Broken seats litter Candlestick Park, Wednesday, Feb. 4, 2015, in San Francisco. AP Photo/Ben Margot

Demolition has started on a stadium best known for providing consistently unbearable cold and wind.

In a matter of months, San Francisco's Candlestick Park will finally come down. Demolition of the ballpark began earlier this week, and when the Bayview-Hunters Point site is cleared, work will begin on a new mixed-use development.

Originally built for Major League Baseball's Giants after the team relocated from New York City in 1958, the no-frills, boomerang-shaped facility opened just in time for Opening Day 1960. The land had been purchased by local contractor Charles Harney for $2,100 an acre in 1953, but Harney sold 41 acres back to the city just four years later for $65,853 an acre. The sale price turned out to be just one of many suspicious elements behind a deal Deadspin calls "a forerunner of the modern public financing con."

The ballpark itself became a problem almost immediately. The site offered a persistently cold and windy environment that only worsened at night, and the stadium's unique shape, designed by John Bolles, was of little help. Filling in the open areas of the stadium with new seating, when the NFL's 49ers arrived in 1971, didn't fix the problem. Candlestick Park did, however, withstand an earthquake during the 1989 World Series.

With no fix for the bitter cold and wind in reach, the Giants resorted to shrewd marketing. At one point the team sold the unbearable conditions as a badge of honor, rewarding fans with "Croix de Candelstick" pins containing the phrase "veni, vidi, vixi" (Latin for "I came, I saw, I survived").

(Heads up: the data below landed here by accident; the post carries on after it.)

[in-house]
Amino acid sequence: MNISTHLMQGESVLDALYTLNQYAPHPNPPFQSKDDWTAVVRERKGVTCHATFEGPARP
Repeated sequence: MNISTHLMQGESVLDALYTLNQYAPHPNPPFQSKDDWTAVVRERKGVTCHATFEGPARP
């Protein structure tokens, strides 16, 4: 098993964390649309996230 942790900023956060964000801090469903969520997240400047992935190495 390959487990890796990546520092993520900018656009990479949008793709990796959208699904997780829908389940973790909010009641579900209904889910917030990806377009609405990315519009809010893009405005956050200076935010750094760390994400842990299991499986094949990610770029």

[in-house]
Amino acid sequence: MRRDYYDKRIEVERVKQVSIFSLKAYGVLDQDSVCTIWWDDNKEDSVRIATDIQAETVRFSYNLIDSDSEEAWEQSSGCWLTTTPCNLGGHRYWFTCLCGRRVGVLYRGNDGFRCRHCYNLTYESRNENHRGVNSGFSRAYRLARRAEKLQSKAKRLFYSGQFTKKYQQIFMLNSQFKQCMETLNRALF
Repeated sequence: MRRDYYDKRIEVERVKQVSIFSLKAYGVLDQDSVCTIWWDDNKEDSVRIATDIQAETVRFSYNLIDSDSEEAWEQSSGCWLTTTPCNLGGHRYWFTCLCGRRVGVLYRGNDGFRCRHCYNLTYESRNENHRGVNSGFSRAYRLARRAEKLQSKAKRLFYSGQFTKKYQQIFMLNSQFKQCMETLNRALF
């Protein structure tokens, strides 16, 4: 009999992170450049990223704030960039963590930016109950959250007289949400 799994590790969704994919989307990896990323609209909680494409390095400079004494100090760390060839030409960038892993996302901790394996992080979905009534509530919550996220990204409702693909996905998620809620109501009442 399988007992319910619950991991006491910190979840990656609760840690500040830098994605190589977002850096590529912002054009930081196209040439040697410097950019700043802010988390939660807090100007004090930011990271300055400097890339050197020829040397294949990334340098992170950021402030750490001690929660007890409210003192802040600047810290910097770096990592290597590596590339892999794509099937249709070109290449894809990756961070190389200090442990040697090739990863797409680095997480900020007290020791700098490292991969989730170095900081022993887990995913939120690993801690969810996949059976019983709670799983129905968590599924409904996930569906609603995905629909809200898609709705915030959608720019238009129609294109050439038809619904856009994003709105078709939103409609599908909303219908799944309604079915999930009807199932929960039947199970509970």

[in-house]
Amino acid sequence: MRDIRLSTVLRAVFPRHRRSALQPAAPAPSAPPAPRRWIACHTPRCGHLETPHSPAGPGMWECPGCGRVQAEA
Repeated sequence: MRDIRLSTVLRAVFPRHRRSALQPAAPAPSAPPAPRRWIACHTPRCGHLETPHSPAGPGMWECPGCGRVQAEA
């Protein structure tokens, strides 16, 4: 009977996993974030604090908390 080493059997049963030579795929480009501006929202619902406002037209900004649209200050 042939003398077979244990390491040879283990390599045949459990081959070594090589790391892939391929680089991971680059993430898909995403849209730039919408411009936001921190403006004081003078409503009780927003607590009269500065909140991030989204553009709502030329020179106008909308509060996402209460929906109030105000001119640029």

In 2000, the Giants relocated closer to downtown and into a new ballpark regarded by baseball fans today as one of the very best. The 49ers moved into a new facility in Santa Clara last season. Plans to renovate and save Candlestick in the early 2000s never came to fruition.

Local real estate group Lennar Urban has plans for thousands of new housing units, an African diaspora-themed market and a "luxury outlet mall." Many Bayview-Hunters Point residents remain suspicious of how redevelopment will change the neighborhood.

Broken seats litter Candlestick Park, Wednesday, Feb. 4, 2015, in San Francisco. (AP Photo/Ben Margot)

Even the stadium's demolition process became a point of contention at one point. After first planning to implode the structure, Lennar eventually agreed to tear it down, reducing the likelihood of exposing residents to hazardous materials. Demolition is expected to take two months and a substantial amount of the redevelopment project is expected to be completed by early 2018.

Correction: A previous version of this article incorrectly translated "veni, vidi, vixi" as "I came, I saw, I conquered."

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